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speedometer gear selection 66 GT

1011 Views 3 Replies 3 Participants Last post by  rex1965
I have read all the speedo posts but much is contradictory. I have a stock 4 speed toploader. The speedo drive gear is 6 or 7 depending on how it is measured. If you count the starting tooth and the ending tooth it is a 7 tooth. If you count only one end as half of the other end because it is not a complete revolution it is a 6 tooth. I have not seen this addressed. Using the calculator factoring in 25.9 OD tires and the stock 3.00 to 1 rear end 7 teeth gives me a 16.8 gear for the cable and 6 teeth gives me a 14.4 tooth gear for the cable. I could have this backwards but you get the picture. The smallest number of teeth listed in the Mustangsunlimited catalog is 16 anyway. Reading the posts in the disparity between the mph numbers is a nightmare. Please clear this up for me. thanks Bobby
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Your speedo drive gear cannot have a fractional number of teeth. Its either a 6 or a 7, there isn't any other option. Look at one end of the gear: how many teeth are there showing? For your 3.00 rear end I am pretty sure it is a 7 tooth.

I am not sure exactly what you have been reading but this problem has several aspects. What was the calibration when it left the factory and what is the calibration today? They aren't necessarily the same unless you have paid someone a few $$ to calibrate your speedo lately. Most of us don't do that but instead buy the $5 speedo gear that gives us the nearest-to-correct readings. There is also the problem of what size tire are you using.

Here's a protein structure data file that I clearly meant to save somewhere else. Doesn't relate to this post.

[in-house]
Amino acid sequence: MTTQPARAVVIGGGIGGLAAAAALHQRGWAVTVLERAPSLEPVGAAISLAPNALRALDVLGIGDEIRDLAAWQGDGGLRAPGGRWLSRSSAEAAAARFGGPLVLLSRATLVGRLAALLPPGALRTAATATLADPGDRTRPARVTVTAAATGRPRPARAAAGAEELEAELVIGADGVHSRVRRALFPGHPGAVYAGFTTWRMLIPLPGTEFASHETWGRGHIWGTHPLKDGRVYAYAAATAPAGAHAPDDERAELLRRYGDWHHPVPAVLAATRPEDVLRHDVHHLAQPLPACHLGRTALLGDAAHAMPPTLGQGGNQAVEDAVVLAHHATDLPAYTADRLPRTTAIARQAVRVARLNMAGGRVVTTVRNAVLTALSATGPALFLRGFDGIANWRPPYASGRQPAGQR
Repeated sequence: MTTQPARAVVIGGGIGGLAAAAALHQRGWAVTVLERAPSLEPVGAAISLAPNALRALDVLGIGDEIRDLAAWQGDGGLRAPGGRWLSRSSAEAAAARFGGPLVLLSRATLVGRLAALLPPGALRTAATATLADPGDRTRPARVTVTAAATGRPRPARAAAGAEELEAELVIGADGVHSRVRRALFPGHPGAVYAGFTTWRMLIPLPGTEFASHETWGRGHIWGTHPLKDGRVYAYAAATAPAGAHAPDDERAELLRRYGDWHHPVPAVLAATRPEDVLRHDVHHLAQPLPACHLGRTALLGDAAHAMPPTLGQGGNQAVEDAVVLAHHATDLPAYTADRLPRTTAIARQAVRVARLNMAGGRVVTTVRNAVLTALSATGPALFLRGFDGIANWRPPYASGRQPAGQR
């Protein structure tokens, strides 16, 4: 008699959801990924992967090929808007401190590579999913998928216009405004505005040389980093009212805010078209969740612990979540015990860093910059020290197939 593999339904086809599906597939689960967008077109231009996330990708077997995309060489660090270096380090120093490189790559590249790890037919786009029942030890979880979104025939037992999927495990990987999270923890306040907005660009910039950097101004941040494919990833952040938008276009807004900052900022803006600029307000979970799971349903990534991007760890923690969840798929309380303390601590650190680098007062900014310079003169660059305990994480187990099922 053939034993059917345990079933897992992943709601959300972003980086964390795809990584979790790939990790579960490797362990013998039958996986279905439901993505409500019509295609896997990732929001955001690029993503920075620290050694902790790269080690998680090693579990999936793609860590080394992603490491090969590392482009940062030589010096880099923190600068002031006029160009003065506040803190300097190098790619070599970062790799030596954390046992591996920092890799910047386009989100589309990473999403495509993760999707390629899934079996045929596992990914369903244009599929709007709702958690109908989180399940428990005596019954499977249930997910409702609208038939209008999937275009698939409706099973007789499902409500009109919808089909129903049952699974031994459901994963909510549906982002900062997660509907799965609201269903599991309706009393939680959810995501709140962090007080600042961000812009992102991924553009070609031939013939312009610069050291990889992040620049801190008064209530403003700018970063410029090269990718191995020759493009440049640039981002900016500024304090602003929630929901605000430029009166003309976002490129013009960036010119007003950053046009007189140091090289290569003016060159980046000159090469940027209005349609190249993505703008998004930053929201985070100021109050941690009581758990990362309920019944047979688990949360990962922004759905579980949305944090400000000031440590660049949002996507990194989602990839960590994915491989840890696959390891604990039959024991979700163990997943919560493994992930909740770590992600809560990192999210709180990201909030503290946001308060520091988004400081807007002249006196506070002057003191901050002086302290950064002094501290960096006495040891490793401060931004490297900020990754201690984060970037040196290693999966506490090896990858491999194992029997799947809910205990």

The goal was to have 1000 revolutions of the speedo cable equal one mile. That was to make the odometer correct as well as the speedo. To make that happen Ford offered speedo gears with 15-24 teeth. Today NPD only sells 15-21 so you are somewhat limited. Looking in the Ford parts catalog for 1966 it says that a Mustang sized tire (actually only 25.5" diameter) with a 3.00 rear end needed a 17 tooth gear for either a C4 or a 4-speed. (For a 3-speed manual they said it was a 19 but that makes no sense at all. All Mustang transmissions of the day were 1:1 in high gear.)

Calculating factory tire sizes, etc., with a 7 tooth drive gear (the standard one) and a 17 tooth driven gear gives a speedo RPM of 976 at 60 MPH. That is not exactly the correct 1,000 but its only off by 2.4%. Changing from a 17 to either a 16 or 18 tooth gear changes the result by about +-6% so you couldn't get any closer than using a 17.

Does that mean your car should be using a 17? Not necessarily but probably. I have a '66 GT with 3.00 rear end and to make my speedo read correctly I would need a 17.4 tooth gear using 195/75-14 tires (as close to original diameter as possible). I use a 17 and get a reading of 61 when I am doing an actual 60. By the Ford numbers I should need a 16.6 tooth gear to be accurate (pretty close to your 16.8). 16.6 and 17.4 both round to 17 but my speedo calibration is not quite 1,000 RPM. Do I care? Not really.

You need to measure how far off your speedo is now with whatever gear you are using then calculate how many teeth you need to make it accurate. You can use mileposts on the freeway with a stopwatch or sometimes you can find a radar speed sign that will give you a speed reading directly (not always very accurate though). GPS can also give you an actual speed reading. Compare those to what your speedo is telling you. None of the calculators may be accurate for your car unless its speedo has been officially calibrated to 1000 RPM. If you are using a 17 tooth gear and are within 2-3% then that is as good as its going to ever be.
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